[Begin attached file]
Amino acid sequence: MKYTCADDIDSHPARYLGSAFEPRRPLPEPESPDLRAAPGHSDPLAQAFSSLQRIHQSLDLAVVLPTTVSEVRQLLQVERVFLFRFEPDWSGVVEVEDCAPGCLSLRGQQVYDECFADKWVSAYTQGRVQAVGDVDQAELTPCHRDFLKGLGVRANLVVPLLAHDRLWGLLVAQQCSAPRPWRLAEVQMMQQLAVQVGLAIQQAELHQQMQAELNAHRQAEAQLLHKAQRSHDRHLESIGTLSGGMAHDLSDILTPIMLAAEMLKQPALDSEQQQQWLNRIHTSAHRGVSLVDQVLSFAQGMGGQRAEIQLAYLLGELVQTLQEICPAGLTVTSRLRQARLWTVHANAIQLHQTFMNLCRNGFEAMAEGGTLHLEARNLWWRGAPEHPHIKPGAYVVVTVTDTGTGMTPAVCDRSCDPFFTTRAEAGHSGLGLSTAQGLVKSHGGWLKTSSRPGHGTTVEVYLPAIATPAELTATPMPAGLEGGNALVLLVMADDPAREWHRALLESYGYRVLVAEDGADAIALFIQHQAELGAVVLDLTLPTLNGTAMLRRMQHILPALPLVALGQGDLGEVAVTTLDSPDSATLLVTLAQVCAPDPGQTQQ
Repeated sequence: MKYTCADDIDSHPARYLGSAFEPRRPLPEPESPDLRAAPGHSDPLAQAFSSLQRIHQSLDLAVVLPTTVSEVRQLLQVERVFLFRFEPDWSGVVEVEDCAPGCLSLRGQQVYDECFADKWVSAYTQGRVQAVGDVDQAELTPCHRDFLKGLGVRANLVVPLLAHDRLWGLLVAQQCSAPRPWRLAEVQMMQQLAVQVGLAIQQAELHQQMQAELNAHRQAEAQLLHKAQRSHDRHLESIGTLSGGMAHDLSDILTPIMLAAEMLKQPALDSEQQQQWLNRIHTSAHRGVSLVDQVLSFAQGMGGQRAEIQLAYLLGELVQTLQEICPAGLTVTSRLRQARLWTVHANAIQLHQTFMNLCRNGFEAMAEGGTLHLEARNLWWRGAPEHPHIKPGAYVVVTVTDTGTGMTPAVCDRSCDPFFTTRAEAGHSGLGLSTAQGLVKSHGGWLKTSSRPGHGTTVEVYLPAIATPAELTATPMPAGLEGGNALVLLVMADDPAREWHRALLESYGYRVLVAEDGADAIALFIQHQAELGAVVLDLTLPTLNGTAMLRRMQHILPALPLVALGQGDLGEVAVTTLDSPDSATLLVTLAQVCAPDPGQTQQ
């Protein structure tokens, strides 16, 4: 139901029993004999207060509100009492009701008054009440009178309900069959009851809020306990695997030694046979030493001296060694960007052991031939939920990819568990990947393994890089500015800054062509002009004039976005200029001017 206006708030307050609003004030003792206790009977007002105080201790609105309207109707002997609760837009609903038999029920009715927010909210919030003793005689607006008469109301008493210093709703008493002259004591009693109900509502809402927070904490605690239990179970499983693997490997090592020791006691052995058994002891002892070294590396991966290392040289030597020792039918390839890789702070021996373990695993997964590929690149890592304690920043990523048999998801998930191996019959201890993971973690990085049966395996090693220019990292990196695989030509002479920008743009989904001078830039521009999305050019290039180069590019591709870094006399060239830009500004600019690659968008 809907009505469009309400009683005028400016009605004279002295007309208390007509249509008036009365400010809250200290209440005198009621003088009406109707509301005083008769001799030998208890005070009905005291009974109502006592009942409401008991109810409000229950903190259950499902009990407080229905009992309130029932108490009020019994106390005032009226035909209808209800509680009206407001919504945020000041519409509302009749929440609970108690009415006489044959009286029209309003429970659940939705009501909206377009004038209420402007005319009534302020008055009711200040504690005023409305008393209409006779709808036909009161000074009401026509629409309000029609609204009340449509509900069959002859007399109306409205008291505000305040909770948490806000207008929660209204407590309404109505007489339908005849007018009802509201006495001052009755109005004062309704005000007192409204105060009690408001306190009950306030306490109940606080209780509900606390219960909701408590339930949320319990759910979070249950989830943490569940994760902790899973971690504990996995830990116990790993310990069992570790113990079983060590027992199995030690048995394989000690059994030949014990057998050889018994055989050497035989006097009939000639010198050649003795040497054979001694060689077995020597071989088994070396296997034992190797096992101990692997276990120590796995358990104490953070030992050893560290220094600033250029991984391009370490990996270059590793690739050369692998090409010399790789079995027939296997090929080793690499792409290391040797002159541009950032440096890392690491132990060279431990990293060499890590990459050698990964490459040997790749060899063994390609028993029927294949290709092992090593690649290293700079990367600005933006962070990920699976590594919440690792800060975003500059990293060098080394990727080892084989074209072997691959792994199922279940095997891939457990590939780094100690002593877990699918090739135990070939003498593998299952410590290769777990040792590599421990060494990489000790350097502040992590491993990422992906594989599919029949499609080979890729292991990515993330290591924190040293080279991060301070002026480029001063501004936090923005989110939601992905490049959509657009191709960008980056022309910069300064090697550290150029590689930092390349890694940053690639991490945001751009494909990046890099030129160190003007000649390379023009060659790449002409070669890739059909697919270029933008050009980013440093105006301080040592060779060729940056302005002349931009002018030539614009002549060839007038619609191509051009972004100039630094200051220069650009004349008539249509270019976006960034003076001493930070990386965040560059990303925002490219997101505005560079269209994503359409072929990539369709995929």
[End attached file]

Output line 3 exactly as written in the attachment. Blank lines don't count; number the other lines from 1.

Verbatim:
């Protein structure tokens, strides 16, 4: 139901029993004999207060509100009492009701008054009440009178309900069959009851809020306990695997030694046979030493001296060694960007052991031939939920990819568990990947393994890089500015800054062509002009004039976005200029001017 206006708030307050609003004030003792206790009977007002105080201790609105309207109707002997609760837009609903038999029920009715927010909210919030003793005689607006008469109301008493210093709703008493002259004591009693109900509502809402927070904490605690239990179970499983693997490997090592020791006691052995058994002891002892070294590396991966290392040289030597020792039918390839890789702070021996373990695993997964590929690149890592304690920043990523048999998801998930191996019959201890993971973690990085049966395996090693220019990292990196695989030509002479920008743009989904001078830039521009999305050019290039180069590019591709870094006399060239830009500004600019690659968008 809907009505469009309400009683005028400016009605004279002295007309208390007509249509008036009365400010809250200290209440005198009621003088009406109707509301005083008769001799030998208890005070009905005291009974109502006592009942409401008991109810409000229950903190259950499902009990407080229905009992309130029932108490009020019994106390005032009226035909209808209800509680009206407001919504945020000041519409509302009749929440609970108690009415006489044959009286029209309003429970659940939705009501909206377009004038209420402007005319009534302020008055009711200040504690005023409305008393209409006779709808036909009161000074009401026509629409309000029609609204009340449509509900069959002859007399109306409205008291505000305040909770948490806000207008929660209204407590309404109505007489339908005849007018009802509201006495001052009755109005004062309704005000007192409204105060009690408001306190009950306030306490109940606080209780509900606390219960909701408590339930949320319990759910979070249950989830943490569940994760902790899973971690504990996995830990116990790993310990069992570790113990079983060590027992199995030690048995394989000690059994030949014990057998050889018994055989050497035989006097009939000639010198050649003795040497054979001694060689077995020597071989088994070396296997034992190797096992101990692997276990120590796995358990104490953070030992050893560290220094600033250029991984391009370490990996270059590793690739050369692998090409010399790789079995027939296997090929080793690499792409290391040797002159541009950032440096890392690491132990060279431990990293060499890590990459050698990964490459040997790749060899063994390609028993029927294949290709092992090593690649290293700079990367600005933006962070990920699976590594919440690792800060975003500059990293060098080394990727080892084989074209072997691959792994199922279940095997891939457990590939780094100690002593877990699918090739135990070939003498593998299952410590290769777990040792590599421990060494990489000790350097502040992590491993990422992906594989599919029949499609080979890729292991990515993330290591924190040293080279991060301070002026480029001063501004936090923005989110939601992905490049959509657009191709960008980056022309910069300064090697550290150029590689930092390349890694940053690639991490945001751009494909990046890099030129160190003007000649390379023009060659790449002409070669890739059909697919270029933008050009980013440093105006301080040592060779060729940056302005002349931009002018030539614009002549060839007038619609191509051009972004100039630094200051220069650009004349008539249509270019976006960034003076001493930070990386965040560059990303925002490219997101505005560079269209994503359409072929990539369709995929």